You can find a more detailed breakdown of what’s new in this release here.

Microsoft rationalizes and rebrands Windows 10, Office updates again

One of the more visible aspects of Windows as a Service is that Microsoft has been learning as it goes along, and didn’t come straight out the gate with a clear vision of precisely how Windows updates would be delivered, or when. Initially the plan was to push each release out to consumers as the “Current Build” (CB),  and a few months later bless it as good for businesses, as the “Current Build for Business” (CBB).

A clearer plan has been crystalizing over the last few months, first with the announcement in April that Windows and Office would have synchronized, twice-annual releases, and then June’s announcement that Windows Server would also be on the semi-annual release train.

Today, Microsoft has put all the pieces together and delivered what should be the long-term plan for Windows, Windows Server, and Office updates. It’s not a huge shake-up from the cobbled together plan before, but the naming is new and consistent.

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Windows Server to copy Windows 10, get twice-yearly feature updates

The way Microsoft updates Windows Server 2016 is going to get a bit of a shake-up as Microsoft continues to unify its Windows development and deliver new features on a regular basis.

Just as is already the case with Windows 10 and Office, Windows Server is going to receive twice-yearly feature updates.

This new policy addresses one of the big unknowns of Microsoft’s unified Windows development. The desktop version of Windows 10 has picked up, for example, new features for the Hyper-V virtualization platform; these are features that server operators might well want. Putting those Windows 10 features in the hands of desktop users is straightforward, as they can just be put into one of the twice-annual feature updates. But until now, Microsoft hadn’t said how Windows Server users would be able to get their hands on the same new capabilities.

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Windows Server moves to a semi-annual release schedule

 Microsoft today announced a major change to how it will deliver new releases of Windows Server going forward. Instead of a release every few years (the last few major versions arrived in 2008, 2012 and 2016), Microsoft will now move to a semi-annual cycle that will see the company launch feature updates every spring and fall. This new release cadence, which is similar to what Microsoft is… Read More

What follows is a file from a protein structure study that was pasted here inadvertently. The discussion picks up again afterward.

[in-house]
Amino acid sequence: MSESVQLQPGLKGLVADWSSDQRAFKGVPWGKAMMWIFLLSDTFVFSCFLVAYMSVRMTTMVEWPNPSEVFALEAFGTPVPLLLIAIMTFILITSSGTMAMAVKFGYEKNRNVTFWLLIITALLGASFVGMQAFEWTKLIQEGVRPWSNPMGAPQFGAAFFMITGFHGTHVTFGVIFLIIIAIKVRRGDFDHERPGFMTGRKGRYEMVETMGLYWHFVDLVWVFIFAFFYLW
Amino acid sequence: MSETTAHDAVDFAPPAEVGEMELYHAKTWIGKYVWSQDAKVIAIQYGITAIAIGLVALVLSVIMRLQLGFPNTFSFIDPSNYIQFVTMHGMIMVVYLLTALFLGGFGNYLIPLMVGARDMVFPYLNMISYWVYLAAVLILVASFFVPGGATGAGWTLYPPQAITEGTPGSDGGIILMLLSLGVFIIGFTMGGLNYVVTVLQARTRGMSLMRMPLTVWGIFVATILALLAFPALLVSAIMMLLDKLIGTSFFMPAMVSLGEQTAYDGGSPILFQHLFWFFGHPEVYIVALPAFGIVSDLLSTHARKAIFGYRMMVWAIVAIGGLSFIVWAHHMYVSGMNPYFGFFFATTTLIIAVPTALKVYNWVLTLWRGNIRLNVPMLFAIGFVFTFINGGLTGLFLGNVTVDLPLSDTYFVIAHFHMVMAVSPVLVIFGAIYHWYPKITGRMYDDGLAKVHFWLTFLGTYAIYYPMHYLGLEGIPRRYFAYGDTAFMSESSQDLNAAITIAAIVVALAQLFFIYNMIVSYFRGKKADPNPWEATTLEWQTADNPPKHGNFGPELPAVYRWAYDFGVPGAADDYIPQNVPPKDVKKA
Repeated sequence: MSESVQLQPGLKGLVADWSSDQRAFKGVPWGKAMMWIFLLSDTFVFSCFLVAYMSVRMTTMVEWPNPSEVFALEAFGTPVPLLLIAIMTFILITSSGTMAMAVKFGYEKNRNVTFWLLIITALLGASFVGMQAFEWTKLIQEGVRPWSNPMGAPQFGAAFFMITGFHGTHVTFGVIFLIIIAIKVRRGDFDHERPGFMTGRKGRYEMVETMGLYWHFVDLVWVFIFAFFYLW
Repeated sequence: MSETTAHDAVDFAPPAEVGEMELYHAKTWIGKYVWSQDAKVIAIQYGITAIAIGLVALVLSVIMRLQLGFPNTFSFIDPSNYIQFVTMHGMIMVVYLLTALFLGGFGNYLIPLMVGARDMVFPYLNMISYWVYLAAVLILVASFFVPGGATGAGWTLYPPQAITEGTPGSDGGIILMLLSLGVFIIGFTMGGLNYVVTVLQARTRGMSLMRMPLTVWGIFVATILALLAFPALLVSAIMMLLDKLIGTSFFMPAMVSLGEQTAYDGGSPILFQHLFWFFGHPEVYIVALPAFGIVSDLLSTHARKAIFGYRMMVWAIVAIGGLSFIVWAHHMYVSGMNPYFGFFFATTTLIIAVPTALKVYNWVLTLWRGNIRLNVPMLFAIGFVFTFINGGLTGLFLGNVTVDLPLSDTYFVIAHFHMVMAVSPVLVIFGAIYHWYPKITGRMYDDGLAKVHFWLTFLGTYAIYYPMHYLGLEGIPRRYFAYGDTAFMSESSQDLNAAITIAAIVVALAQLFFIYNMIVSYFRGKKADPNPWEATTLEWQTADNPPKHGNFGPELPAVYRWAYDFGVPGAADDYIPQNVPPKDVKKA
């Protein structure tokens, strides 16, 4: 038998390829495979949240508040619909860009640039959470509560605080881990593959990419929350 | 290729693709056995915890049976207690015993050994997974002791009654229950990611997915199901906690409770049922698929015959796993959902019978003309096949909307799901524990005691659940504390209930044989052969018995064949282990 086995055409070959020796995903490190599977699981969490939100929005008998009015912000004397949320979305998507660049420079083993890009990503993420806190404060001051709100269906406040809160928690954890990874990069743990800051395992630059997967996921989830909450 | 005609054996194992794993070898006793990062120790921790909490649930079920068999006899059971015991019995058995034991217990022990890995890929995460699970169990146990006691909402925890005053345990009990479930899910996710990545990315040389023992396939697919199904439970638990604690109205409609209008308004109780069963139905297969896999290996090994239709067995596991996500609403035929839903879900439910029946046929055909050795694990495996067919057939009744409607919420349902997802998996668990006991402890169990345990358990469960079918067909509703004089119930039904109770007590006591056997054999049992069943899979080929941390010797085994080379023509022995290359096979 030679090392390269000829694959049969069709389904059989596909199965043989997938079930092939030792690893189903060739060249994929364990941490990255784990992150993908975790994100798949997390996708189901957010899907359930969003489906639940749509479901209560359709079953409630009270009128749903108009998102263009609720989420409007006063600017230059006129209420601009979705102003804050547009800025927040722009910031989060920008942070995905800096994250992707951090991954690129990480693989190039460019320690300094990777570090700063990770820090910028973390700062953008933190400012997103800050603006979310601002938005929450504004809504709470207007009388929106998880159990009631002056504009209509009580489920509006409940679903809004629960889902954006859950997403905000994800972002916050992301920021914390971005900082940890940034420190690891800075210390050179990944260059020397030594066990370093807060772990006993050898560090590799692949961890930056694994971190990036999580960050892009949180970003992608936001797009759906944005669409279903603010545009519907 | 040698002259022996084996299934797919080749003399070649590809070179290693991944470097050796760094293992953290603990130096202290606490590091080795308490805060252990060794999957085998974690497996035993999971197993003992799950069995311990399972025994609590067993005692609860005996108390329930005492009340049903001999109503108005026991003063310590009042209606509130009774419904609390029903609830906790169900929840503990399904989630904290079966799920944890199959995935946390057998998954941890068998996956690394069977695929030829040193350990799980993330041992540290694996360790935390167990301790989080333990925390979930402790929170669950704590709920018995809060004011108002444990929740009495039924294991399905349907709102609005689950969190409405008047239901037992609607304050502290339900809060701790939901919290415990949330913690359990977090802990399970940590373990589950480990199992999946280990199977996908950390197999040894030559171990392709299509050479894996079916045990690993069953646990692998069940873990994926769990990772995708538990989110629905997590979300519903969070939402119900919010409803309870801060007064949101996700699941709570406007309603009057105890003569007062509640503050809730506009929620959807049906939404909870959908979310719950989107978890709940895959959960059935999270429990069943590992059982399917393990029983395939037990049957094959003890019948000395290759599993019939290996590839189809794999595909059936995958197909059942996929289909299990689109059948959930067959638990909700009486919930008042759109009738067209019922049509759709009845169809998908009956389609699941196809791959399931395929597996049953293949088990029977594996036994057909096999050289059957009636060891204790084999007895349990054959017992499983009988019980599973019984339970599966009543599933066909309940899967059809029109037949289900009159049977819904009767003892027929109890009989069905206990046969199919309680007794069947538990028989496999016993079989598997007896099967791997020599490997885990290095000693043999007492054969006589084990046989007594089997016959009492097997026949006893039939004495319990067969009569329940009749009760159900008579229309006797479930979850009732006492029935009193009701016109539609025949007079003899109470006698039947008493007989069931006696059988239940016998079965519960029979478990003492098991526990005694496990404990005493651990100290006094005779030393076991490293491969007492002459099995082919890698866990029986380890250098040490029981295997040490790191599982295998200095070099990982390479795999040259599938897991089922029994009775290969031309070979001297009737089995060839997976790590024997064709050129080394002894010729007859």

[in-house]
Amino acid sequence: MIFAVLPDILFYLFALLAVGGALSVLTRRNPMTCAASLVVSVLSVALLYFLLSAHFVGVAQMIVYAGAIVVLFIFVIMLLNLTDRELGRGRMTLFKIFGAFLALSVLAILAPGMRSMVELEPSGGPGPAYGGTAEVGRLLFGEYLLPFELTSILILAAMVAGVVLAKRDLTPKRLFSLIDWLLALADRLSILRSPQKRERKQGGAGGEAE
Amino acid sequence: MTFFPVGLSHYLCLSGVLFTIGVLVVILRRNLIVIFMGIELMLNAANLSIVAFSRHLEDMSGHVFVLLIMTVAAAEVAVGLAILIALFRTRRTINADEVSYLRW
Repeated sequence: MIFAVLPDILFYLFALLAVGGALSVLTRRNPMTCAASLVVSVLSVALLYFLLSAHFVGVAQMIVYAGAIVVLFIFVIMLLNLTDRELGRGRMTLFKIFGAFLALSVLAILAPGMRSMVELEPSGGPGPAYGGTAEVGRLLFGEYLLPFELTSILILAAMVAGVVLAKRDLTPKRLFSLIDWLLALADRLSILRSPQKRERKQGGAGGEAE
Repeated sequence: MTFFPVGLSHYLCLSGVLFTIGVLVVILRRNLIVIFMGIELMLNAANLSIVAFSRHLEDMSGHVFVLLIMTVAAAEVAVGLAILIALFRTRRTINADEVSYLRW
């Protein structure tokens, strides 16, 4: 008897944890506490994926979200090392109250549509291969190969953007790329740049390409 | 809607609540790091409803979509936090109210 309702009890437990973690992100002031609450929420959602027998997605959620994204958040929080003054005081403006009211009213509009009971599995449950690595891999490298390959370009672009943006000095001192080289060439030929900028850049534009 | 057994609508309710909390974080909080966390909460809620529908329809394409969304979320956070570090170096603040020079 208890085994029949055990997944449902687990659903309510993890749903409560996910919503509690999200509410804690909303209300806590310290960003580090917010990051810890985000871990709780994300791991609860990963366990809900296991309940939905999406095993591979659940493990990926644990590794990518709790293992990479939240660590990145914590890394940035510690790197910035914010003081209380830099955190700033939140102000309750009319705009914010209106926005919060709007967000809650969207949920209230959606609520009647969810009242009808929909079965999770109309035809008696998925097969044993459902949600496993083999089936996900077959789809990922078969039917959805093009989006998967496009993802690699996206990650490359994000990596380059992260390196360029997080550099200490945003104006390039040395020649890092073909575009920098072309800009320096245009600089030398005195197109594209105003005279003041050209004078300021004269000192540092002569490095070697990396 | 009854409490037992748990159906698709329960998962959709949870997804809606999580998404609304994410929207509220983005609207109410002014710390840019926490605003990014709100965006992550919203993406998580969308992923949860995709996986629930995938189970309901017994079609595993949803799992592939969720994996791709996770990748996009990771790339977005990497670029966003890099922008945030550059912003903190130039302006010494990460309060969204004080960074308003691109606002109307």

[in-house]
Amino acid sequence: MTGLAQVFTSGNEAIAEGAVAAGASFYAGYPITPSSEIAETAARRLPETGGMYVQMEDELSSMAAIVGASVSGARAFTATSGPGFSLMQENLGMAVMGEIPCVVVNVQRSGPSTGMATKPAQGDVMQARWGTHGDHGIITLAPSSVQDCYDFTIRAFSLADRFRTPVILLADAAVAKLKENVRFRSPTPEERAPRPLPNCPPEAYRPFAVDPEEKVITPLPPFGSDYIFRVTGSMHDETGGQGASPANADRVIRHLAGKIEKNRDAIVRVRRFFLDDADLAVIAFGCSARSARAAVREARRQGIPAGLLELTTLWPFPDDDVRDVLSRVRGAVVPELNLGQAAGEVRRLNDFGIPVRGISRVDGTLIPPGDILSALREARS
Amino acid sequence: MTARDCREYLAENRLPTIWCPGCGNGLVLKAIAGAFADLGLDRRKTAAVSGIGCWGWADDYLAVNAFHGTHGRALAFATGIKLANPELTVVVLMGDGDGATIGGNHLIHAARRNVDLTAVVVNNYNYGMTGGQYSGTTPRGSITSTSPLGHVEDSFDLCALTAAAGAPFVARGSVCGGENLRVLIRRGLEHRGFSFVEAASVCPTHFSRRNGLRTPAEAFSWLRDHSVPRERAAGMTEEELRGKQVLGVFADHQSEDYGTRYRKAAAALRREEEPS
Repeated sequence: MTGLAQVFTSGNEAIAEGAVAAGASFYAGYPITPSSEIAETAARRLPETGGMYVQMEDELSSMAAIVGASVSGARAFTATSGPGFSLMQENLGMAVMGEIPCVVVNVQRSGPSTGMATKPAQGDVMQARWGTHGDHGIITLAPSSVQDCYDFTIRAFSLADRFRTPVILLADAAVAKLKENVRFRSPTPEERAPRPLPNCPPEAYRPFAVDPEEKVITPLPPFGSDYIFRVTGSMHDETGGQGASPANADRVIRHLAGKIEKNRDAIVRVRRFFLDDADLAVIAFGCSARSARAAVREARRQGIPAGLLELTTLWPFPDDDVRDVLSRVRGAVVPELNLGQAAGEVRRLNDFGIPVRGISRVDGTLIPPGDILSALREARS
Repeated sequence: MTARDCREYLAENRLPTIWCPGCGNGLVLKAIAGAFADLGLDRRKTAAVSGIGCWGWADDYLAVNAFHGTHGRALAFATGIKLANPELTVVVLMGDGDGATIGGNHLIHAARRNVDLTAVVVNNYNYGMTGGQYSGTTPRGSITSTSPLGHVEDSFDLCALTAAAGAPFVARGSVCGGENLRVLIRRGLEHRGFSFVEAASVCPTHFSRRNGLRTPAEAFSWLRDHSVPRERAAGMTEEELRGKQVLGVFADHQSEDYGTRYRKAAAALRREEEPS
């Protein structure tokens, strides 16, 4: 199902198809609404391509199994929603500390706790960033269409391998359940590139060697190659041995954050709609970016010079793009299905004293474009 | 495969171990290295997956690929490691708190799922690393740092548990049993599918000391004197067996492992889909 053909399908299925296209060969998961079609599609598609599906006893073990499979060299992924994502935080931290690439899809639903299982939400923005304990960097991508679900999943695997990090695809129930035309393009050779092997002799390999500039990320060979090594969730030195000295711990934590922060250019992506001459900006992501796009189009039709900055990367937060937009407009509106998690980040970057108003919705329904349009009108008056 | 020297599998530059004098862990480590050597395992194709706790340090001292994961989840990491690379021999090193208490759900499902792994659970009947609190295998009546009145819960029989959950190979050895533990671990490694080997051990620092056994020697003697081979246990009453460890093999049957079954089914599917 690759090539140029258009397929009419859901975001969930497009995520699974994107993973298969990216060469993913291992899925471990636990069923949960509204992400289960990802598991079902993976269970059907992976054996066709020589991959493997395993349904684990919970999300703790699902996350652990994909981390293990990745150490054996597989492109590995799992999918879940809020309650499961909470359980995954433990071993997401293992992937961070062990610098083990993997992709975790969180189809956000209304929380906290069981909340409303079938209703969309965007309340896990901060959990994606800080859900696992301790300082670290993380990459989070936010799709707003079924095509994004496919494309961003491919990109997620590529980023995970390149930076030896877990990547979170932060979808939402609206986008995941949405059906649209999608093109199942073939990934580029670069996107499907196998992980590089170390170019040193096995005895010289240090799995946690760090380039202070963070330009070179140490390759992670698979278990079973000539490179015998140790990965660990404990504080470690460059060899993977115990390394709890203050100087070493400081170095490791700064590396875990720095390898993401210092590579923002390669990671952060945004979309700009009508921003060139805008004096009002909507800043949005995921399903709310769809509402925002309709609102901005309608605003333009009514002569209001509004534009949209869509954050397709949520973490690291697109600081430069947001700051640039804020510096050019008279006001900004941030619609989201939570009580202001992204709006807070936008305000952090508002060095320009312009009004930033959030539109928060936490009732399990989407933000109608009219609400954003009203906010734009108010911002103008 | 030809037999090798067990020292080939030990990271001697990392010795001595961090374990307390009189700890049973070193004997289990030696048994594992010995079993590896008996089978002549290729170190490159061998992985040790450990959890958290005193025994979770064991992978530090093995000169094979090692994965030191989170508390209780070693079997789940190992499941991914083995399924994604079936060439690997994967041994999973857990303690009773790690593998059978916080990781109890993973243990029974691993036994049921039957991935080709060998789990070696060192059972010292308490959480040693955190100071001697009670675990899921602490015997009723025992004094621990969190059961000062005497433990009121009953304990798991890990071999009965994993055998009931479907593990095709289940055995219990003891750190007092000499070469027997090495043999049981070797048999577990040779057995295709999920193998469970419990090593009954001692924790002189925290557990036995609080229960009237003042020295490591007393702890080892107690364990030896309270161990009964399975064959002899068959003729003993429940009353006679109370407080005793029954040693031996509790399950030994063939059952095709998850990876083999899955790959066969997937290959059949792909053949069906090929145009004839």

Microsoft launches new tools to help enterprises move to its Azure cloud

 Since the dawn of Azure, Microsoft has talked about how enterprises can benefit from a hybrid cloud approach — that is, using the public cloud while still running some of their applications in their own data centers. Even today, Microsoft says that 80 percent of the companies it talks to still want to use a hybrid cloud approach and to help them move to its cloud services, the company… Read More

Use Windows Server with Skylake and you won’t have to upgrade in 18 months

In January Microsoft announced that owners of systems using Skylake processors would have to upgrade to Windows 10 within 18 months of the announcement, and that users of Intel Kaby Lake systems, due to be released later this year, would only be supported in Windows 10.

This raised an obvious question: what will the situation be for users of Windows Server 2008, based on Windows Vista, Windows Server 2008 R2, based on Windows 7, Windows Server 2012, based on Windows 8, Windows Server 2012 R2, based on Windows 8.1, and the as-yet unreleased Windows Server 2016, based on Windows 10? Specifically, which versions of the server operating system will support Skylake and Kaby Lake, and will server operators be required to upgrade to Windows Server 2016 to get support for these processors?

Today the company answered those questions, and surprisingly, given that the operating systems share so many underlying components, the answer is different.